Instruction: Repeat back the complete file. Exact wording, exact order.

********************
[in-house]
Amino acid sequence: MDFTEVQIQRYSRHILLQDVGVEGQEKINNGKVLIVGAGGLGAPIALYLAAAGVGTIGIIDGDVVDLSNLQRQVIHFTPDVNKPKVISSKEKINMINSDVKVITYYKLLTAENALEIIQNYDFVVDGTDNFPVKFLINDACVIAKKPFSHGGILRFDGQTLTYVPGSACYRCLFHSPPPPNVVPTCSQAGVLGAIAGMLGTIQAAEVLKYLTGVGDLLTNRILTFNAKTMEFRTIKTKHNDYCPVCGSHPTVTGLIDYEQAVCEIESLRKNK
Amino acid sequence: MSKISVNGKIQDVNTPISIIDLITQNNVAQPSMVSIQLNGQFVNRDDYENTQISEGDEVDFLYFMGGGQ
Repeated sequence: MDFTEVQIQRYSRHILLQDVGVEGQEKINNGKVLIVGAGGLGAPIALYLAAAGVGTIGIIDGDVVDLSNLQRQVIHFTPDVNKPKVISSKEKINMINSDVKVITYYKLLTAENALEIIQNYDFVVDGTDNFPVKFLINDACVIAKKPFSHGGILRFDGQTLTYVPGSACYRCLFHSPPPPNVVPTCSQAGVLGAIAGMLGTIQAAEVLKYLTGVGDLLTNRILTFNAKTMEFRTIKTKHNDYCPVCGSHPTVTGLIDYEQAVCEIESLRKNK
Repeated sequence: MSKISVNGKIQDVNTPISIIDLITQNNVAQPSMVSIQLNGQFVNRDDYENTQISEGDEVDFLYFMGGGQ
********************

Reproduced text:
[in-house]
Amino acid sequence: MDFTEVQIQRYSRHILLQDVGVEGQEKINNGKVLIVGAGGLGAPIALYLAAAGVGTIGIIDGDVVDLSNLQRQVIHFTPDVNKPKVISSKEKINMINSDVKVITYYKLLTAENALEIIQNYDFVVDGTDNFPVKFLINDACVIAKKPFSHGGILRFDGQTLTYVPGSACYRCLFHSPPPPNVVPTCSQAGVLGAIAGMLGTIQAAEVLKYLTGVGDLLTNRILTFNAKTMEFRTIKTKHNDYCPVCGSHPTVTGLIDYEQAVCEIESLRKNK
Amino acid sequence: MSKISVNGKIQDVNTPISIIDLITQNNVAQPSMVSIQLNGQFVNRDDYENTQISEGDEVDFLYFMGGGQ
Repeated sequence: MDFTEVQIQRYSRHILLQDVGVEGQEKINNGKVLIVGAGGLGAPIALYLAAAGVGTIGIIDGDVVDLSNLQRQVIHFTPDVNKPKVISSKEKINMINSDVKVITYYKLLTAENALEIIQNYDFVVDGTDNFPVKFLINDACVIAKKPFSHGGILRFDGQTLTYVPGSACYRCLFHSPPPPNVVPTCSQAGVLGAIAGMLGTIQAAEVLKYLTGVGDLLTNRILTFNAKTMEFRTIKTKHNDYCPVCGSHPTVTGLIDYEQAVCEIESLRKNK
Repeated sequence: MSKISVNGKIQDVNTPISIIDLITQNNVAQPSMVSIQLNGQFVNRDDYENTQISEGDEVDFLYFMGGGQ